26th June 2021
I am not the first person to point out that Brown Sugar is a disgusting song. Jagger even admits that he would never have written in ‘nowadays’ – that it was ‘too raw’. Jagger, Honey, it is more than raw, it is rancid. It was allegedly written about Marsha Hunt: the strong counter culture mover and shaker, Berkley educated, Anti-Vietnam war marching, soul singing kick ass beautiful mother of Jagger’s oldest child, and was huge hit for the Rolling Stones. Ms Hunt deserved better than this imperialistic, colonial racist drool with a kick ass beat and dirty guitar. Ms Hunt deserved better than to be on the receiving end of Jagger’s internalized racism, his refusal for many years to support his own child or accept he was the father of Karis. All of this is well documented, and it gives me no pleasure to drag it up, but without this background, the full horror of Brown Sugar cannot be appreciated.
In my opinion, for what little it would ever be worth to the Rolling Stone Corporation, every last cent ever earnt from Brown Sugar should be tallied up and given to Ms Hunt, alongside an additional apology payment to BLM causes, because Jagger and the boys made mint out of the horror of slavery, and of Jagger’s bitterly appalling treatment of the glorious Ms Hunt.
It pains me to read the lyrics, let alone quote them. I get a deep sense of uneasiness and shame deep in my bones just ingesting this song. It hits me all wrong, makes me hang my head low and want to scream at the boys to fucking cut it out, quit it, apologize, make amends. I want to go stand next to Ms Hunt and offer my outrage, my solidarity, my fist clenched in rage. How dare Jagger and the boys have ever sung this shit?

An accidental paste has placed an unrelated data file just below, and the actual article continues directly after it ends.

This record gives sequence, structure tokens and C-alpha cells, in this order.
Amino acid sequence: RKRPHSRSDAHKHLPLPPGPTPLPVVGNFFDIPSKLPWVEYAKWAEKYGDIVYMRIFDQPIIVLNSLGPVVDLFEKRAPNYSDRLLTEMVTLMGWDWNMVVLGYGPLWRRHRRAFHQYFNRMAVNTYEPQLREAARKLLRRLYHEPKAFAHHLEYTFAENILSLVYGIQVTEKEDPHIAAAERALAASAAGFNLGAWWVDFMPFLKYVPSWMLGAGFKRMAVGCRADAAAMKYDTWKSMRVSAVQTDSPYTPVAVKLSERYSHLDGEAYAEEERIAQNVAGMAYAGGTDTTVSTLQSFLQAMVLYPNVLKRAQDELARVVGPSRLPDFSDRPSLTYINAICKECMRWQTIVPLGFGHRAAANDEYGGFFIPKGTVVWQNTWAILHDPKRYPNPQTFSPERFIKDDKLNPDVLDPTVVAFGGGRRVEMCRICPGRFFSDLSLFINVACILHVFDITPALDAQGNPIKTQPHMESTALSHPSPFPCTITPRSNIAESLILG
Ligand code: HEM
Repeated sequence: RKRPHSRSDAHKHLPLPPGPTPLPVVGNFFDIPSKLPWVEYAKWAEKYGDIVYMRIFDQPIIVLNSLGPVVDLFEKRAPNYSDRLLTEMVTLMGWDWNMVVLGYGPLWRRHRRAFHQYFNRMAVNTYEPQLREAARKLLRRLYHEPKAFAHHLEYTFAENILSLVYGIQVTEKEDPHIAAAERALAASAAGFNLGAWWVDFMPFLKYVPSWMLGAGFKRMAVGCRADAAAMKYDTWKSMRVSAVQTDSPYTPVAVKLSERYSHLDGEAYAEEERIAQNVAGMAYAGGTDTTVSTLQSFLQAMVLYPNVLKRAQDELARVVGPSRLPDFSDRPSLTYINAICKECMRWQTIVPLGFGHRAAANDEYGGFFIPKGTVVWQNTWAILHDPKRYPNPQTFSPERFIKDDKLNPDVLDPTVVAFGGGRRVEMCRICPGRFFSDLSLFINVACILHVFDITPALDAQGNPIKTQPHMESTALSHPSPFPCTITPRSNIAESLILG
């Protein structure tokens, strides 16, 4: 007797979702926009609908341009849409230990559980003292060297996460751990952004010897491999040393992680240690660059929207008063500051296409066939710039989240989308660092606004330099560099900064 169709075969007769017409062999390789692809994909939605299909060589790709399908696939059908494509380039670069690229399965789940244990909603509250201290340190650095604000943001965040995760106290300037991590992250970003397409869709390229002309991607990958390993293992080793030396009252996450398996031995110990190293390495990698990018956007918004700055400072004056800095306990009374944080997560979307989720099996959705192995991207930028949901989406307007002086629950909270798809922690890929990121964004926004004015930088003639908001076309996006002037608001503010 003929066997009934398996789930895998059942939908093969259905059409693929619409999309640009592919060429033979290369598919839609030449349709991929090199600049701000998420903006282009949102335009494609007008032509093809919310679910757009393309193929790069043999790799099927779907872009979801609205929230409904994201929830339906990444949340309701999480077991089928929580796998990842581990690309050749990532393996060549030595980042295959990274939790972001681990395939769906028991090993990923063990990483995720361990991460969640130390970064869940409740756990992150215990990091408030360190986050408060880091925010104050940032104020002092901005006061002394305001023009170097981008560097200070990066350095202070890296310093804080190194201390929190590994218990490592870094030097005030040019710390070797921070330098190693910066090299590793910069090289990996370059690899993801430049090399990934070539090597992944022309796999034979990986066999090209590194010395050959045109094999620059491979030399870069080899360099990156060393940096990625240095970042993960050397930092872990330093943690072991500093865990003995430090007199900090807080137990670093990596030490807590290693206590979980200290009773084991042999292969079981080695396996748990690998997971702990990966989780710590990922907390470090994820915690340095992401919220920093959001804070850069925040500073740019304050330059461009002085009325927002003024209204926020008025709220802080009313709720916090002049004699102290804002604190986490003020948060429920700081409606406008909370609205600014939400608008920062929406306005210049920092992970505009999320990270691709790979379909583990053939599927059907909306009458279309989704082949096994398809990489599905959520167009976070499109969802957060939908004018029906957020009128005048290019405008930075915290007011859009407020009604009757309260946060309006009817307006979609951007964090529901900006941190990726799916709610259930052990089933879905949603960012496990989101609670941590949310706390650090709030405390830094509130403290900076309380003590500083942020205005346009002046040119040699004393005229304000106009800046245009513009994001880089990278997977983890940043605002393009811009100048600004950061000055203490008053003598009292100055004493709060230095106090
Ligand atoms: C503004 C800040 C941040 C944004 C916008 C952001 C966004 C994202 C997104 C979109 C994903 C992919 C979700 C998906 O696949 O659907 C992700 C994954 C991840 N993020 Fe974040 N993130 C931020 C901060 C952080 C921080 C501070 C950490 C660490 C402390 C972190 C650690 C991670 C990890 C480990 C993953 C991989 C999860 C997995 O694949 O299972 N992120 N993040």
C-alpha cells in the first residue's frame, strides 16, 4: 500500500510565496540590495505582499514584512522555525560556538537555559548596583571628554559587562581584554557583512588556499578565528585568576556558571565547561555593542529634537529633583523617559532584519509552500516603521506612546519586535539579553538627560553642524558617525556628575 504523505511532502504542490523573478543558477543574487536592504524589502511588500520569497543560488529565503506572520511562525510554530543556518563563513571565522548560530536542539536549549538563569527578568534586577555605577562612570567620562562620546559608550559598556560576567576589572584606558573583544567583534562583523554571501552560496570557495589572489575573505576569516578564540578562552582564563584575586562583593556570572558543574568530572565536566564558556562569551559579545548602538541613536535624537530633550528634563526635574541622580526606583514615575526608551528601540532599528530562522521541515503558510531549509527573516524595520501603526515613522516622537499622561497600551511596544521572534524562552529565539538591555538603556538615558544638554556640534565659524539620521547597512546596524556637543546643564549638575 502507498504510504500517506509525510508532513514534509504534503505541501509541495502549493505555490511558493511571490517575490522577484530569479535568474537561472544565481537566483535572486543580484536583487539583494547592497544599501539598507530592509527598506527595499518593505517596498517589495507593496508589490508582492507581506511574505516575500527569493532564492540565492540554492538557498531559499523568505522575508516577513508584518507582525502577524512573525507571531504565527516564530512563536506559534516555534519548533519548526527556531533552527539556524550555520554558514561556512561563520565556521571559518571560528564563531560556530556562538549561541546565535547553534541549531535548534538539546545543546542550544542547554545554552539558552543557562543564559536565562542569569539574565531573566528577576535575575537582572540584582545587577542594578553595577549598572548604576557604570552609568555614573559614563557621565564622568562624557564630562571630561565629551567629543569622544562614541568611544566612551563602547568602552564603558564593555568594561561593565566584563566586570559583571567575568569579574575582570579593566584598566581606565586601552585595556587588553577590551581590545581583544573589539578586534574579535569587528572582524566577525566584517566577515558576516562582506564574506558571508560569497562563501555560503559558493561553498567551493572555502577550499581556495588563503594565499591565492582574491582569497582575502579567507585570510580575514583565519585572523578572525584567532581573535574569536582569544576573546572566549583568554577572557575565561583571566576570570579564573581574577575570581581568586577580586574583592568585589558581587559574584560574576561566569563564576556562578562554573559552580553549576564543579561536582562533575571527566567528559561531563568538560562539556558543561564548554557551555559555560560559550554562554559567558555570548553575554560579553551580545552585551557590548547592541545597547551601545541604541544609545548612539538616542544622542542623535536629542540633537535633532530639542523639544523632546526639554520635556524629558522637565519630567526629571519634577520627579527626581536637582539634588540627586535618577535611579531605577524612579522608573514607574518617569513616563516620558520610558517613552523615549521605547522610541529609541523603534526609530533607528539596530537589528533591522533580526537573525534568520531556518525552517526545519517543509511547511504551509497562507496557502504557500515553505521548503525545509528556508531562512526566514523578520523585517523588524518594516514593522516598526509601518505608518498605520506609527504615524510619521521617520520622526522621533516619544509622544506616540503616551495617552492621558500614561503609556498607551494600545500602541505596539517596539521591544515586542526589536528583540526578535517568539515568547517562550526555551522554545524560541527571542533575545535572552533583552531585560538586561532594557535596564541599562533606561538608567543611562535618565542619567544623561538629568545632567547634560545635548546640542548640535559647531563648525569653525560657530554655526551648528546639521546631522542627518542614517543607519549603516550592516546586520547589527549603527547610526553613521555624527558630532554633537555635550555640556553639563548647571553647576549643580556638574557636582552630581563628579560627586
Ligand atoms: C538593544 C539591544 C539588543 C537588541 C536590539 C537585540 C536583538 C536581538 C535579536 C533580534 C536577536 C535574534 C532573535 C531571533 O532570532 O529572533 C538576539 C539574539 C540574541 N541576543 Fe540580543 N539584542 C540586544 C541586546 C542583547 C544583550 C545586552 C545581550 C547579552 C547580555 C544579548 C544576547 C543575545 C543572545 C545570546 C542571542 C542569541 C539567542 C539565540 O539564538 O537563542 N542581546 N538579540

The refrain that runs through the song of the “scarred old slaver knows he’s doing alright” and later the ‘House boy knows that he’s doing alright”, with Mick positioning himself in the position of slave owner (Oh how Mick has always had a hard on for seeing himself as powerful, socially high positioned fucking upper class English toff), bestowing his platitudes that the enslaved man in the house, reduced to an emasculated vulnerable position of ‘boy’ in Mick’s parlance, ‘KNOWS’ that it could be worse, and would be if he doesn’t agree and behave, and accepts the small benefits of the position bestowed by the all-powerful magnanimous Mick. Mick doesn’t allow for dissent or dissatisfaction within this foul status quo of slavery that he is joyously singing about, but rather shuts the door on the desire and need for freedom with the snappy demand that the enslaved and abused and used accept their status.
No Mick, neither the ‘scarred old slavers’ nor the ‘house boy’ was ‘doing alright’. You can hear in his voice, the tone with which Mick delivers the line, telling people he considers his inferiors, that they are ‘doing alright’ and therefore need to accept both brutal denial of human rights, denial of freedom and physical brutality. No enslaved person was ever ‘doing alright’, Mick. The positions of so called superiority and relative safety bestowed upon certain slaves were not them ‘doing alright’, these positions must have caused so much pain to think they were relatively safer and more comfortable physically. Mick is denying the pain, and denying the basic existential suffering of every enslaved person.